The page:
Public criticism of social workers following the death of Baby P is having a “highly damaging” impact on recruitment, the Local Government Association has said.
An LGA survey highlights how 57% of councils in England have found recruiting children’s social workers more difficult in the past six months.
Problems expected to deepen
A further 38% have found it harder to retain children’s social workers in the past six months, while 40% expect recruitment in this area to become even more difficult in the next six months.
Margaret Eaton, chairman of the LGA, said the media vilification of the profession following the Baby P case at the end of last year had been “highly damaging” to recruitment and retention.
Problems focused on safeguarding
She expressed concern that most of the difficulties were centred in child protection.
“The way in which the profession has been attacked over recent months has had a highly damaging effect on councils’ ability to get the expert staff they need to protect children at risk,” she said.
Councils “not attracting high-calibre staff”
Eaton added: “There are real difficulties for councils in recruiting and retaining high-calibre social worker staff…being a child social worker is among the toughest jobs in Britain but it is vital that the profession is seen as attractive, as well as challenging.”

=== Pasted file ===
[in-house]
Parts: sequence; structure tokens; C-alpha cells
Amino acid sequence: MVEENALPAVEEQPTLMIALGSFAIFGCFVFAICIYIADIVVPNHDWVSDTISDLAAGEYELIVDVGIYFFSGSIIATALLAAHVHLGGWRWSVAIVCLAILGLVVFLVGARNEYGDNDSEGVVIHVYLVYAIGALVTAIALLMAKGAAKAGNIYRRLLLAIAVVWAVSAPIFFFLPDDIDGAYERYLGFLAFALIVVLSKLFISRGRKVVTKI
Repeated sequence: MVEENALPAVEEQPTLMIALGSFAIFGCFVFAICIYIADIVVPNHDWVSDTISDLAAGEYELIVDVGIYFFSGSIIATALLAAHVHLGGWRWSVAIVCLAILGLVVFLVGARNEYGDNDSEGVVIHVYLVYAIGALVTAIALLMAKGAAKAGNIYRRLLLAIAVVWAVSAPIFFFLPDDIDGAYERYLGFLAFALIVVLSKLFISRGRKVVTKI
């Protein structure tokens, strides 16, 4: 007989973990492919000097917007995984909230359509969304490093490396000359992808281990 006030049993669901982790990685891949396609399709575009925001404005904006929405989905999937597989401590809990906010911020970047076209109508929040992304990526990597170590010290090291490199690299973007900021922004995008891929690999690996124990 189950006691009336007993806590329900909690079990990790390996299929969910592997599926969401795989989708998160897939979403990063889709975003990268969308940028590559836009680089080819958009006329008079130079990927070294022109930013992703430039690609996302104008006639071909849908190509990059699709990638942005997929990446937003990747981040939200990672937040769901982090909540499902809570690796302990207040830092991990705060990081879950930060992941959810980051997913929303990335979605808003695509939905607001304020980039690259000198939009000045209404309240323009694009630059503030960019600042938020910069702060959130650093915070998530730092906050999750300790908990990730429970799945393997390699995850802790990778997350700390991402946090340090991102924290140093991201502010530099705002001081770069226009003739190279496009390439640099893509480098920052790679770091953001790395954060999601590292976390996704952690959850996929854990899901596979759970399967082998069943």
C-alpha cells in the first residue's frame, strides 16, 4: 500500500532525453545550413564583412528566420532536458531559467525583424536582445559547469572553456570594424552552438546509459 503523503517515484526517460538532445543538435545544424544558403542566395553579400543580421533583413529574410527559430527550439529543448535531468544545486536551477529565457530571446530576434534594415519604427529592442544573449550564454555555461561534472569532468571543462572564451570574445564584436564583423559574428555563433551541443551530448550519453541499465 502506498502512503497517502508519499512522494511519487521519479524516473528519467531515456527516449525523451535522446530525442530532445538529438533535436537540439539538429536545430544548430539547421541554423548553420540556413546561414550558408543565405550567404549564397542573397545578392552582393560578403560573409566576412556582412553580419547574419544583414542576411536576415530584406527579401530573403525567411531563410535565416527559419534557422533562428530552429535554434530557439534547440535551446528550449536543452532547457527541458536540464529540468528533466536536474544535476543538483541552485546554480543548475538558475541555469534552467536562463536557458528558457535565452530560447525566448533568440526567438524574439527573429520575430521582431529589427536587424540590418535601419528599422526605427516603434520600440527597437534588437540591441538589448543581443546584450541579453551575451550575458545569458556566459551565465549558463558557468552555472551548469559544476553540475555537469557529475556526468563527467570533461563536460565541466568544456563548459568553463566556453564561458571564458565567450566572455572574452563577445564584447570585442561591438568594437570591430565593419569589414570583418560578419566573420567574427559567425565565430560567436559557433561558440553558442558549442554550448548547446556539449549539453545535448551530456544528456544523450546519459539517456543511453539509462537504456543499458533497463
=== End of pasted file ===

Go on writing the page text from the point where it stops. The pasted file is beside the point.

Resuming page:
The LGA’s findings were taken from an online survey of 56 councillors in charge of children’s services in English local authorities.
Vacancies – 13% rate in children’s services
It follows last month’s Community Care investigation which found 13% of children’s social work posts in England were vacant – marginally higher than the 12.1% rate in adult services.
Community Care has launched a campaign, Stand Up Now for Social Work, to address the poor public standing of the profession following the adverse media coverage in the last six months. Find out how you can support it by visiting our campaign homepage.
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